The recommendations to consider testing for coronavirus in Tasmania have been expanded to include recent travellers to a further seven countries.
State director of public health Dr Mark Veitch said the recommendation to consider testing would now include people with relevant symptoms who have recently travelled to South Korea, Iran, China, Hong Kong, Singapore, Indonesia, Japan and Thailand.
There have been no confirmed cases of novel coronavirus in Tasmania.
While in line with national recommendations, Dr Veitch said the expansion had resulted in an expected increase in tests.
As of Tuesday there were nine Tasmanians who had, or were having samples collected for testing.
Laboratory tests are done at the Royal Hobart Hospital, with results usually available within 24 hours of specimen collection.
"None of these people required hospitalisation and all are be managed by self-isolation until their test results are complete," Dr Veitch said.
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It's been more than two weeks since the last confirmed coronavirus infection was diagnosed in Australia, with the exception seven people who caught their infection on the Diamond Princess cruise ship.
So far 24 tests have been completed on 22 people in Tasmania, with all results negative.
Dr Veitch said Australia was well prepared to deal with coronavirus, but would continue to take "a precautionary approach based on expert advice and the best available evidence".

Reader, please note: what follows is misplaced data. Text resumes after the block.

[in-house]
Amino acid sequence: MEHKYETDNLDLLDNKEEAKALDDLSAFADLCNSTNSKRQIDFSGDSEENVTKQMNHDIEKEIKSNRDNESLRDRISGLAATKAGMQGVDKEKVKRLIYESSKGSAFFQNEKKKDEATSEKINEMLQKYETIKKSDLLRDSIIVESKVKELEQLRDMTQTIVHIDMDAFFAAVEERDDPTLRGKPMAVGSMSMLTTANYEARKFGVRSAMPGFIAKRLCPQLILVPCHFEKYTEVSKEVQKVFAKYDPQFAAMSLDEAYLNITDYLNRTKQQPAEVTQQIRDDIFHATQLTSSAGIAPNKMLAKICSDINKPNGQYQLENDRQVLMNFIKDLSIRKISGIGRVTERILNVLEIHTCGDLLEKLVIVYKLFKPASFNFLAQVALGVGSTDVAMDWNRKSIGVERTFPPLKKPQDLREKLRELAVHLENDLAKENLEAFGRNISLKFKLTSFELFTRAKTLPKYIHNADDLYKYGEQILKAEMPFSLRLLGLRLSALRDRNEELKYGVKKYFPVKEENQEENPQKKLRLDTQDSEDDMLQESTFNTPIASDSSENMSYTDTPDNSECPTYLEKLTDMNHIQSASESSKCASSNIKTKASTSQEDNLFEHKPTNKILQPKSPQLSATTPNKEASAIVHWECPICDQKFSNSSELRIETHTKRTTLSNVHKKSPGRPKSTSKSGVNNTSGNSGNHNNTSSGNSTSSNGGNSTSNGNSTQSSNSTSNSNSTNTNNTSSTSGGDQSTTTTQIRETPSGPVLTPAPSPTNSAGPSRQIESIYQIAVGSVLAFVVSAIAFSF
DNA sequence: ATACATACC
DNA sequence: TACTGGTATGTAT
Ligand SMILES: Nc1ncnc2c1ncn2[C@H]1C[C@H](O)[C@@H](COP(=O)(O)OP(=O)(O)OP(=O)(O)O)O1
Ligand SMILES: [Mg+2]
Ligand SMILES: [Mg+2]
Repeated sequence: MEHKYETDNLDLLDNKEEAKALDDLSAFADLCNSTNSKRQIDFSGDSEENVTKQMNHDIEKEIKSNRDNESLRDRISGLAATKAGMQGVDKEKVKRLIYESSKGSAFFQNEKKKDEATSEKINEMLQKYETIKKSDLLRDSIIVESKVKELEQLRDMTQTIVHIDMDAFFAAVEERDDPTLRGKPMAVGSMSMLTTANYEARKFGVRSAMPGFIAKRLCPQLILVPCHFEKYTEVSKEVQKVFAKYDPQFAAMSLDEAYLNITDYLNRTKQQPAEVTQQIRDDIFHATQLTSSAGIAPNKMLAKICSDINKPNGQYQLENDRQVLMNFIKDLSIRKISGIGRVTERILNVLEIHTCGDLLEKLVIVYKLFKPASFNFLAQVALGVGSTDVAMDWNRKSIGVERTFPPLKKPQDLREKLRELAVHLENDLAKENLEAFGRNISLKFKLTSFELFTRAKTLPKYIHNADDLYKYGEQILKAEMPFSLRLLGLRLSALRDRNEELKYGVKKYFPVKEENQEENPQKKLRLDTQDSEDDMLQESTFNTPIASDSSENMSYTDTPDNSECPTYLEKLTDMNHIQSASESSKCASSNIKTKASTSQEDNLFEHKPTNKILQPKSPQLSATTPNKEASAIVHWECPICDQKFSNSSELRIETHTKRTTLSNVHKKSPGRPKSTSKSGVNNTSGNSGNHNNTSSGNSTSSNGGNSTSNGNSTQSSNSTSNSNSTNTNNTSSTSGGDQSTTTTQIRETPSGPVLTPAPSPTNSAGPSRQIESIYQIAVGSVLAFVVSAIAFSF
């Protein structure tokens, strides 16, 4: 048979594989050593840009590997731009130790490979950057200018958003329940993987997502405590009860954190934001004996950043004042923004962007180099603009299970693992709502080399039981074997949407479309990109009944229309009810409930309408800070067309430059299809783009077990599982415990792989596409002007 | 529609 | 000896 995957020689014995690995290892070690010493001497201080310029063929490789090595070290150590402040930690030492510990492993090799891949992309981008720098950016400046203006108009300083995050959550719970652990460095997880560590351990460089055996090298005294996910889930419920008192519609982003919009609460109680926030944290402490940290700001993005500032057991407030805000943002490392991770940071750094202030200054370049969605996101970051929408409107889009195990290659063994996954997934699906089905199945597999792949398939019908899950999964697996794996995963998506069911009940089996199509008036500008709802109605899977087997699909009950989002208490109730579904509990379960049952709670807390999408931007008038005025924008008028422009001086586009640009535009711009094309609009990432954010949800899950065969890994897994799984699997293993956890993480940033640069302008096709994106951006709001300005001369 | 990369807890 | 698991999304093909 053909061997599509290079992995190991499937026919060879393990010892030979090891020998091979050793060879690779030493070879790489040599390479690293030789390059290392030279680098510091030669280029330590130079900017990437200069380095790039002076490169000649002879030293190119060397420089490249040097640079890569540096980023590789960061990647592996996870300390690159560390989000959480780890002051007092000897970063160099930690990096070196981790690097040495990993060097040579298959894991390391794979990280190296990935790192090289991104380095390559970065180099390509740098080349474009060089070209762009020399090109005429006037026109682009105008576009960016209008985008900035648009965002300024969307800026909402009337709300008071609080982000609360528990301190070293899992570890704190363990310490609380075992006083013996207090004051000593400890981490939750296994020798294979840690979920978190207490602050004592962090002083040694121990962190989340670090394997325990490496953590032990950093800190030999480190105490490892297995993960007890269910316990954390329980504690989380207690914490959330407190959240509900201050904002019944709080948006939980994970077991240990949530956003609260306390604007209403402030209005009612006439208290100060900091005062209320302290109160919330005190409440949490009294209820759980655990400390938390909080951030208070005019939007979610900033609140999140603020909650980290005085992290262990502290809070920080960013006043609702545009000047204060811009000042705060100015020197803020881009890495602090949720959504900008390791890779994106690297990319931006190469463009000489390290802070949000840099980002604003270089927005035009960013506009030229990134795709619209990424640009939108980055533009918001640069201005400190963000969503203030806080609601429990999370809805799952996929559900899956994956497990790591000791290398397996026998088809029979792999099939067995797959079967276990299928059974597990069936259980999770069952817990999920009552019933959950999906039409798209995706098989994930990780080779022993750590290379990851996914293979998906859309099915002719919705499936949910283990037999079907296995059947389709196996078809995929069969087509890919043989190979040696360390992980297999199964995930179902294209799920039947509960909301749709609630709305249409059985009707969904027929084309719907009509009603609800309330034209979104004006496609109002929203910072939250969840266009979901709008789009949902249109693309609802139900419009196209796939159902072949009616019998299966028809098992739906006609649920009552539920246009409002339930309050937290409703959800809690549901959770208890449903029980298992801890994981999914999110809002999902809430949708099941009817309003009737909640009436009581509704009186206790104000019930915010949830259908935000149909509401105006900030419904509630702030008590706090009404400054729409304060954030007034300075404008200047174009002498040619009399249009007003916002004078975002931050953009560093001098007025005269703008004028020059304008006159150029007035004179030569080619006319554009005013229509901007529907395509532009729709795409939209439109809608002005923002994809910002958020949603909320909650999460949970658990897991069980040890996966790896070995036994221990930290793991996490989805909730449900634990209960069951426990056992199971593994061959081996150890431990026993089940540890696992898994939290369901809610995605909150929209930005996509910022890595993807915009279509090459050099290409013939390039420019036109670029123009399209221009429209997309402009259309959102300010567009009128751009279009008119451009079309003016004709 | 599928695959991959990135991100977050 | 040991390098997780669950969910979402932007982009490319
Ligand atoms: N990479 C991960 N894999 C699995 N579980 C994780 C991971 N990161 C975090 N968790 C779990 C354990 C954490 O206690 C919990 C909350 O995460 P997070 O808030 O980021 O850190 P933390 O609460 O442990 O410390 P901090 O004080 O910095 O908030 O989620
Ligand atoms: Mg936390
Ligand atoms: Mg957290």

Any person who has been in mainland China and left on or after February 1 must self-isolate for 14 days after leaving mainland China.
This means they must not attend public places including work, childcare, school, or other educational settings.
This advice for self-isolation also applies to people who have been in contact with a confirmed case of coronavirus.
Public Health advice
- Everyone in Tasmania is encouraged to prevent the spread of germs every day by using good hygiene practices.
- Protect yourself and others: wash your hands thoroughly and often and after using of tissues stay at home if you were feeling unwell.
- Cover sneezes and coughs with tissues or your elbow.
- Face masks are not recommended for use by the general public to prevent illnesses.
- Anyone with concerns or further questions to call the Public Health Hotline helpline on 1800 671 738.
Tasmanian Department of Health updates can be found online here.
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